Saatchi’s Toyota Moves

Joe Cronin, worldwide account director on Toyota at Saatchi & Saatchi, has created a new position to provide big-picture and strategic marketing advice to Toyota dealer associations.

Earl King, former management director on the shop’s Greater New York dealer account, has been named chief marketing officer for the region. King, 46, oversaw that business-which encompasses dealers in Southern New York, Southern Connecticut and Northern New Jersey-for about 14 years.

Succeeding him is Kevin Honey, 40, a former account field director on Oldsmobile at Leo Burnett.

At Burnett, Honey ran a field office in New York and was responsible for 28 market areas in the Northeast. He and King report to Cronin.

The moves come as the agency and client dismiss talk of discord in their relationship. In the U.S., Saatchi handles ad duties on the Japanese carmaker’s factory account and several dealer accounts. (Worldwide, Toyota is the network’s largest client and accounts for the most revenue, along with Procter & Gamble). Sister shop Team One works on Lexus.

Based on the size and scope of the relationship, “it’s impossible” to expect everyone to be satisfied all the time, Cronin said. Still, he insisted that the relationship, which dates back more than 25 years, is strong, particularly where it counts: at the highest levels of each company.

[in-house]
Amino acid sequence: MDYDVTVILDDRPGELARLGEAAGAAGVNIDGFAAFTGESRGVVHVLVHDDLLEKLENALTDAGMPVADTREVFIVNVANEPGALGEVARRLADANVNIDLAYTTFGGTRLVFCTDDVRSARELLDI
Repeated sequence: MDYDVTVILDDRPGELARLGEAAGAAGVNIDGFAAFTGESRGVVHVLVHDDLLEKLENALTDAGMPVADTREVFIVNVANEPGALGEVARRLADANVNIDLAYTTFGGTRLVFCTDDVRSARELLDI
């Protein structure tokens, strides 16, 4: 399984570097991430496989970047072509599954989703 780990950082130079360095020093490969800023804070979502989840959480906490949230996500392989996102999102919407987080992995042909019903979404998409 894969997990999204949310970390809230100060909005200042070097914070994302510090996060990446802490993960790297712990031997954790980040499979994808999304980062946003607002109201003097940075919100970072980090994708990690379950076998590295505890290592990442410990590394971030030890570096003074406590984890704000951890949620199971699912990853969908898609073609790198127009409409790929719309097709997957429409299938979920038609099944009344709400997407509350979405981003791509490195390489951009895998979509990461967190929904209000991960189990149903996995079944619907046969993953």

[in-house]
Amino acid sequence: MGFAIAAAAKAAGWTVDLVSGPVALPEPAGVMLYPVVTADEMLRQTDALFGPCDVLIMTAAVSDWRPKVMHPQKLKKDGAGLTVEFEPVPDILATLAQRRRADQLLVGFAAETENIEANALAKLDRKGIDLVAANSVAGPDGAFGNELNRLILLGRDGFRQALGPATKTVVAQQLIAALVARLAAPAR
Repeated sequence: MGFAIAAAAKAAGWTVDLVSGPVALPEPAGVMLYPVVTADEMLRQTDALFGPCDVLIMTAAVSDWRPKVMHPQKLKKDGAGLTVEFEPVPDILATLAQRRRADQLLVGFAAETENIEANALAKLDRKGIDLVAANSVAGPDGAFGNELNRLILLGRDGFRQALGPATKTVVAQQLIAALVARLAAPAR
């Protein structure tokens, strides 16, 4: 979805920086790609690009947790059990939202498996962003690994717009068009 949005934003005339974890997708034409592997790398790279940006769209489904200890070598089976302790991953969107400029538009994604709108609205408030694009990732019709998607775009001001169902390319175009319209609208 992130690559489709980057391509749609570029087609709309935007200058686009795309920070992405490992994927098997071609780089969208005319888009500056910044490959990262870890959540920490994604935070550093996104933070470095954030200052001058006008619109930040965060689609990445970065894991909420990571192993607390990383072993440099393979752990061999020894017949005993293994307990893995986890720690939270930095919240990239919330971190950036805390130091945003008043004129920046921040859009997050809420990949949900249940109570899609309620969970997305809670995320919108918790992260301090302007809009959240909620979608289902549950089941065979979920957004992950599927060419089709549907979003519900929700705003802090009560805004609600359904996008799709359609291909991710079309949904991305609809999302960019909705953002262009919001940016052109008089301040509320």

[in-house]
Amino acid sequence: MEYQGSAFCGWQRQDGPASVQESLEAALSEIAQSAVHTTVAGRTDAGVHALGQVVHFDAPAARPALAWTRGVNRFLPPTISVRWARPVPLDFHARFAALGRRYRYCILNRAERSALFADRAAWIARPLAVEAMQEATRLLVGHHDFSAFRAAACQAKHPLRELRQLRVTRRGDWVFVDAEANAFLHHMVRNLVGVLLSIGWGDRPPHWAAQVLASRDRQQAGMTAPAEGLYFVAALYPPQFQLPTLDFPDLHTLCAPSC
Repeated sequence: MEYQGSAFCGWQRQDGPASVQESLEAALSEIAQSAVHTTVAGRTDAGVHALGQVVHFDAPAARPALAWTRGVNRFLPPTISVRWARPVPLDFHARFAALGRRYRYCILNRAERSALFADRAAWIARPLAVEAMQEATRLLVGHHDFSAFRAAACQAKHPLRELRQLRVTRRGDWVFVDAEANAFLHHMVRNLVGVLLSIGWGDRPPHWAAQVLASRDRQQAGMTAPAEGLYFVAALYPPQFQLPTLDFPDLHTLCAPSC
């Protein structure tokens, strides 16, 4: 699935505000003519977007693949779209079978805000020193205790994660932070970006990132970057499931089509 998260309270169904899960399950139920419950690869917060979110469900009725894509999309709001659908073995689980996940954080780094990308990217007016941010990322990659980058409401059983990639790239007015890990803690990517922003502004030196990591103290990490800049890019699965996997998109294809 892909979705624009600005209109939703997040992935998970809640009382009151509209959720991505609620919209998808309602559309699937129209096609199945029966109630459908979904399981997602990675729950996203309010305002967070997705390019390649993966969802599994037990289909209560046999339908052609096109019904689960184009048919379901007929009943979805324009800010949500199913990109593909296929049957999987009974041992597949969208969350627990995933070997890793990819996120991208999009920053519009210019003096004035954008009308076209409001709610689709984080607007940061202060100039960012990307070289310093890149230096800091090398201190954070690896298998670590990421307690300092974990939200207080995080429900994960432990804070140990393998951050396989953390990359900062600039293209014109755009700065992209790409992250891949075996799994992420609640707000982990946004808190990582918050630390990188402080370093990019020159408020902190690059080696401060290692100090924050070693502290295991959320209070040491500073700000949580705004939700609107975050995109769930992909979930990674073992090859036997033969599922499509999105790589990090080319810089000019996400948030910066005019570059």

Toyota and Saatchi are “business as usual,” said Steve Sturm, vp of marketing at Toyota Motor Sales USA in Torrance, Calif. “We are actively involved with launching the 2002 model year.”

In fact, Saatchi & Saatchi in Los Angeles last week broke new national work for Toyota Motor Sales. One print and broadcast campaign, tagged, “Welcome to our world,” promotes Toyota’s commitment to the CART FedEx Championship Series with highlights of Toyota’s cars, racers and teams.

And a new TV spot for the Camry Solara sport coupe takes viewers through a car chase in Spain. After slamming recklessly into various vehicles, the driver of a small, beat-up European car carefully inches past a shiny red Camry Solara. The commercial features the line, “The Camry Solara. Yeah, it’s that nice.” The total Toyota Motor Sales ad budget in the U.S. is roughly $550 million annually, according to Competitive Media Reporting.

As chief marketing officer, King will focus on four accounts, Greater New York, Upstate New York, Connecticut and Tristate (including Southern New Jersey, Delaware and Philadelphia), Cronin said. Collective billings on those accounts are an estimated $70 million, or about a third of the $200 million Toyota spent on all dealer ads last year, per CMR.

In creating the job, Cronin hopes to “get out in front of everybody” in terms of marketing strategy, which often varies slightly between dealer groups. The move was triggered by the dealers, who are “looking to be more marketers than just advertisers,” he added.

King’s mission: Make sure Saatchi uses the right messages and media to reach Toyota’s consumer target, said Cronin. For example, he will look at tools such as the Web to see how dealers can better connect with car buyers.

As for Honey, a one-time General Motors executive, Cronin said he was impressed by his “quiet confidence.” Honey is a “results-oriented person” who “knows the auto business, knows the ad business and has got this air about him,” said Cronin. “The first time I met him, I knew he was the right guy.”

Honey spent two years at Burnett, which is now winding down its relationship with Oldsmobile, following GM’s decision to discontinue the brand. He held several jobs at GM, where he worked for 13 years. His last position was regional training consultant.